Being a kid is tough. They have school to worry about, peers to interact with, home life to juggle, plus all these new emotions and situations they are learning for the first time. To throw this thing called COVID-19 in the mix, mask wearing, handwashing and more can be very overwhelming for many kiddos. Some children are more prone to anxiety than others, especially in our current climate. It is important to address our children’s worries and provide them with a few tools to help minimize those anxious feelings.
No parent wants to see their child suffer. It would be wonderful if we could snap our fingers and take away the triggers to anxiety for our children, but it is not that simple. As a parent it is vital to identify what your child’s anxiety triggers are and address them. Their fears will not simply “go away” unless your child feels empowered and in control of what is ailing them.
Once you have identified what is bothering your child, how do you help them tackle these fears? One helpful technique is to encourage them but do not give them false expectations. For example: if your child has anxiety about being teased at school because of their new braces, do not set a false reality in their mind that teasing will not occur. We all know children are little people and not everyone will be kind. Instead, acknowledge their worries and identify positive coping skills to help them handle these uncomfortable situations. If a classmate mocks them for their braces, encourage your child to focus on something they really like about themselves instead. Focus on positive thinking!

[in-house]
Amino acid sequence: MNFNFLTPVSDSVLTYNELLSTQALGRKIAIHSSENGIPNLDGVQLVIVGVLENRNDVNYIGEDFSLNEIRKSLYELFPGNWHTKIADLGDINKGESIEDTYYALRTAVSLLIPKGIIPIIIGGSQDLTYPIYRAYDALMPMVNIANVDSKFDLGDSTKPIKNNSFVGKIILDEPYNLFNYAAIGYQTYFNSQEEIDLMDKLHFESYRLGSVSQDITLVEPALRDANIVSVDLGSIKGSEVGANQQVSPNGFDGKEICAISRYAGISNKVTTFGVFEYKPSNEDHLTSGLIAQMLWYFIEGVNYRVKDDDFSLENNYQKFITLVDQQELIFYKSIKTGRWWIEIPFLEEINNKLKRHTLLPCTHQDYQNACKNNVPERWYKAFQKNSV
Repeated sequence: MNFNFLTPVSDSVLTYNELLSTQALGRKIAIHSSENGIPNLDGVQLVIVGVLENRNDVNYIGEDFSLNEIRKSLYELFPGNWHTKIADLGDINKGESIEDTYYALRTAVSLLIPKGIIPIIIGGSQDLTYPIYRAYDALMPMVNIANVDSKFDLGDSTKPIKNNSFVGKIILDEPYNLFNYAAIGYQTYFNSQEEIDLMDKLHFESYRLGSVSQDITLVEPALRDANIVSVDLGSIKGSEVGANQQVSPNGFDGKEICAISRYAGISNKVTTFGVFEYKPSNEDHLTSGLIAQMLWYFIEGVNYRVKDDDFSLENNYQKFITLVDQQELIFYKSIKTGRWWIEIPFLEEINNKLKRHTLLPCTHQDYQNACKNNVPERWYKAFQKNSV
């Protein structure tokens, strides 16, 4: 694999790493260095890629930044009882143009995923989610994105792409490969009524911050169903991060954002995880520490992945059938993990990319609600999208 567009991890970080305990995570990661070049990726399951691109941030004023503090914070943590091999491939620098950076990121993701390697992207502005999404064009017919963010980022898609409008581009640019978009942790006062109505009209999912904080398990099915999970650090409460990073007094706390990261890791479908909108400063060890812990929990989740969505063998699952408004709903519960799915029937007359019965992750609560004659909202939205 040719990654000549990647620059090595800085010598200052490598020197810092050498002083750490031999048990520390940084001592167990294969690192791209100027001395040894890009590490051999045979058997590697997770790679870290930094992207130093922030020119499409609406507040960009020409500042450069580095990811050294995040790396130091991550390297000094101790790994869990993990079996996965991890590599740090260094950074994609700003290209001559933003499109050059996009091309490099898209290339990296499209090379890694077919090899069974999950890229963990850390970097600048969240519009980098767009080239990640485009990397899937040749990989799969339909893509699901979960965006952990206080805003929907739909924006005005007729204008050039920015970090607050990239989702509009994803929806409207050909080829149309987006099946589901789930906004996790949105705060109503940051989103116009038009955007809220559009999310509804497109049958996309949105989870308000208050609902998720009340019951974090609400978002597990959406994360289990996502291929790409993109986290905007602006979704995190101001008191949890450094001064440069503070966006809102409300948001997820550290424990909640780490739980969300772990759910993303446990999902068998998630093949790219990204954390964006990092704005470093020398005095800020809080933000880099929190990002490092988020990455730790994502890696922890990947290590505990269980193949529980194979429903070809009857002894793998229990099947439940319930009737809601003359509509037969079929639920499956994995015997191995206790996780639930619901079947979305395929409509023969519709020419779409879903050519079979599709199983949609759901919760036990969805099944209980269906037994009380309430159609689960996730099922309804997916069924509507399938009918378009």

Another technique is to talk through the fear with your child. Is it really going to the park that is giving them anxious thoughts or is it something else? Be open, accepting and kind. Children are less likely to open up about what is bothering them if they do not feel like they will be heard. Also, do not dismiss their fears as irrelevant. These feelings are legitimate whether the threat is real or imagined. During a routine doctor visit, it can be scary for a child to think about talking to a stranger who may give them a shot/inflict pain. This is a good time to discuss with your child why it is important and necessary to do things that may scare them.
Finally, look at your own actions and how you handle stress and anxiety. Are you likely to tense, yell, cry, etc. when life becomes difficult? We are all allowed to express ourselves freely, but as parents our little ones are always watching and taking their cues from us. Modeling healthy, positive behavior will help your child address their own fears and anxiety.
Our world is in a difficult place and we are all feeling a little on edge. Encourage your child to handle tough situations with techniques that will help them become strong, healthy adults. If you are unsure of where to start you should always consult your health care provider. They can offer great advice, as well. When your kiddo do face those fears, CELEBRATE! You are in this together!